A Journal Entry

I remember thinking, back when my voice was changing, “you are going to have to have a lot of surgeries if you want to fix all the stuff that’s about to go wrong with you.” I remember feeling my skull/jaw/back of my head as they changed shape throughout puberty and into college, feeling increasingly sad as I could feel the bumps and change in size of various protuberances.

And, sure enough, yes, I have had to (and will continue to have to, for a while) have a lot of surgeries. I never imagined that I could actually do what I’ve done. I thought it would be impossible. It turns out that it was “only” very, very, very hard.

On top of everything else, yesterday, I was coming back from a post-op at Denver Health for my revision bottom surgery, and someone pulled out in front of me in traffic and I slammed into the side of their truck. I had the right of way.

My brand new (a month old, exactly) bright red, beautiful, 2023 Toyota Crown Platinum Hybrid Max turned its dashboard red and told me it was emergency braking before I even knew what was happening. Klaxons started to sound in the car. I hit the brake but discovered it was already at the bottom of its travel, ABS pulsing furiously. I remember seeing the side of the black truck approaching fast. I was going maybe 30 or 35 MPH. The pyrotechnic hood ejectors on the hinges fired and the hood rocketed itself into a position so that it could cushion the potential impact of a pedestrian, the seatbelt pretensioned itself and as I heard the crunch-thud of the impact, it started to ease out the tension as the airbags (steering wheel and knee) fired. I was dazed. The car filled with gunpowder smell from the airbag deployment. I remember blinking, seeing bright white midday light filtering through millions of little particles of rocket propellant and fiberglass in the air (fabric shreds from the airbag) seeing the asian characters printed in diffuse, hardly readable, red, stamped on the white fabric of the airbag, slightly dingy from soot. Feeling remarkably uninjured, surprisingly uninjured, and then looking down at my wrists and seeing bright red welts raising. Thinking, “huh, I wonder what caused that? Oh, right, the airbag. I hope my boobs are ok” Immediately worried about my breast implants. The car klaxoning warnings very loudly both inside and outside the vehicle. Toyota telematics emergency person on the line. My watch dinging from Megan and Jill responding almost immediately to emergency alerts generated by the impact detectors in my Apple Watch. Me telling the telematics person my name. Them misgendering me repeatedly. In my dazed state, saying, “I’m not a sir, I’m a m’aam!” Getting misgendered again, even after telling the person that my name is Nicole Roy. Telling them, “please, my name is Nicole and I’m a transgender woman, PLEASE call me ‘ma’am’!” And the person apologizing, and then continuing to misgender me because of my voice.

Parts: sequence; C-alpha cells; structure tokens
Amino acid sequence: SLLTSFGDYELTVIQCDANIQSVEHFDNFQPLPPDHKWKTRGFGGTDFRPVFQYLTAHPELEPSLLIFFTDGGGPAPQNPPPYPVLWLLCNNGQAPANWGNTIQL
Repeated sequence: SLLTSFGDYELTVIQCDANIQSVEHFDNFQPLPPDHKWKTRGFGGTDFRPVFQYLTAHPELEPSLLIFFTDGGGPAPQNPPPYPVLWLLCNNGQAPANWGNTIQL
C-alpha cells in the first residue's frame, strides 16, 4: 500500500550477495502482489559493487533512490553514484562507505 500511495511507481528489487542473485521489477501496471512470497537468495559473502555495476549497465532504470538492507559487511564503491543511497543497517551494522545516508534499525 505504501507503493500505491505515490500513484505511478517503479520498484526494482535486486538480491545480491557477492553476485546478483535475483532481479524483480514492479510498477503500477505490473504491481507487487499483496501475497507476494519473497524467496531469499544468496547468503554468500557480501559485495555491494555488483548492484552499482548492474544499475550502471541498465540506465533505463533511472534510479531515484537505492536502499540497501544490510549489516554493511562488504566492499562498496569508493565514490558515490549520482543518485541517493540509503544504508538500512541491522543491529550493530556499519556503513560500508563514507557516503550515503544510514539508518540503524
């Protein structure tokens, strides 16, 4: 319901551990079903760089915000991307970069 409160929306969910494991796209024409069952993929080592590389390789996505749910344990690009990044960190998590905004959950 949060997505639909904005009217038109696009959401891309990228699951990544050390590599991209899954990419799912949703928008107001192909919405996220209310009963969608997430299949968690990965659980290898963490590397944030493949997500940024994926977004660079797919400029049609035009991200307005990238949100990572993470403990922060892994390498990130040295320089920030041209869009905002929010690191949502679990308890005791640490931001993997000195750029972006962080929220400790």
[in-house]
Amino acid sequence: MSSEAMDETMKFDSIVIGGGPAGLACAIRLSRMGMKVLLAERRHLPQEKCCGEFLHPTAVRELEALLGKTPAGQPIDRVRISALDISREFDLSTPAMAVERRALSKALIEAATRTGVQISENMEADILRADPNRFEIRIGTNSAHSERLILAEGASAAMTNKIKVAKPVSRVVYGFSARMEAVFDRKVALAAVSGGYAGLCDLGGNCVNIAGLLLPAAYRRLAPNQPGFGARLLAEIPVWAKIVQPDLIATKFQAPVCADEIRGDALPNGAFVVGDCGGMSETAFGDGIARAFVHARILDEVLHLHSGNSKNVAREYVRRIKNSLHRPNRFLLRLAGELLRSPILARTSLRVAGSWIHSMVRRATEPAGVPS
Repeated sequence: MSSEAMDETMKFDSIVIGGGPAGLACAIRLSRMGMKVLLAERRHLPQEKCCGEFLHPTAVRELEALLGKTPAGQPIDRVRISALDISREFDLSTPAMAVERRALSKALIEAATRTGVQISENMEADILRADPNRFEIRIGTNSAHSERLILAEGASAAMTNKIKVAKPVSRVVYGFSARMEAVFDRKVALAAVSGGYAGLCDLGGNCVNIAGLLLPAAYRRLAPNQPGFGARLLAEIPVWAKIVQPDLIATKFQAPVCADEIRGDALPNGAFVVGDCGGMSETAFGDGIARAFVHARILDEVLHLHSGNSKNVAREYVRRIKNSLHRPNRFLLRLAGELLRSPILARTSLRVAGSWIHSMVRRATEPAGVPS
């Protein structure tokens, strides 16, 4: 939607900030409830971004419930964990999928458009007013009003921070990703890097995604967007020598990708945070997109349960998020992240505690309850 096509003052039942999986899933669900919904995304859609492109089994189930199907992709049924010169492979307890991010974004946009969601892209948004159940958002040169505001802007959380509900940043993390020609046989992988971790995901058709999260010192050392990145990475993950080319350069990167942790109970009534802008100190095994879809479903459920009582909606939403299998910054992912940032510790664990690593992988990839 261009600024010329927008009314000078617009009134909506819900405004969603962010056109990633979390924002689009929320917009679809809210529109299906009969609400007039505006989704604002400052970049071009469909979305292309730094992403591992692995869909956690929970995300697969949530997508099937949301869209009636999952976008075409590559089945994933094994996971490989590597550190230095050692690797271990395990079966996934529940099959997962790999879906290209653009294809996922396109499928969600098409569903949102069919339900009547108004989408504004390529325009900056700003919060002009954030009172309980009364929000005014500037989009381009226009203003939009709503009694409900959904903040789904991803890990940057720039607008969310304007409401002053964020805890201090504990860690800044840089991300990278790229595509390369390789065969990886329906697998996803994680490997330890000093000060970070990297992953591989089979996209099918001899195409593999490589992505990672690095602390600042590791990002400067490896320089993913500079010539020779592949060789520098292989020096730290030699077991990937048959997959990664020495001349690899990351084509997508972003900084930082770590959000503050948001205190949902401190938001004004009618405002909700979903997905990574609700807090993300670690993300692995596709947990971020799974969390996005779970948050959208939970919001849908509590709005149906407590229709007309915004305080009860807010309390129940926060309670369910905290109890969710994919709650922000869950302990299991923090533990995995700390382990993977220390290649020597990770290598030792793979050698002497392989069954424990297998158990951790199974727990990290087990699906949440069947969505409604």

It is amazing, the sci-fi, artificial intelligence, miracles of safety in modern cars. I wish I had not had to find out how amazing they are, first-hand, but I’m grateful for them.

The Denver Police Department 911 dispatcher, and all of the fire/EMT/police on the scene *all* immediately and without asking or prompting, correctly gendered me the *entire time*. Thank you, city and county of Denver.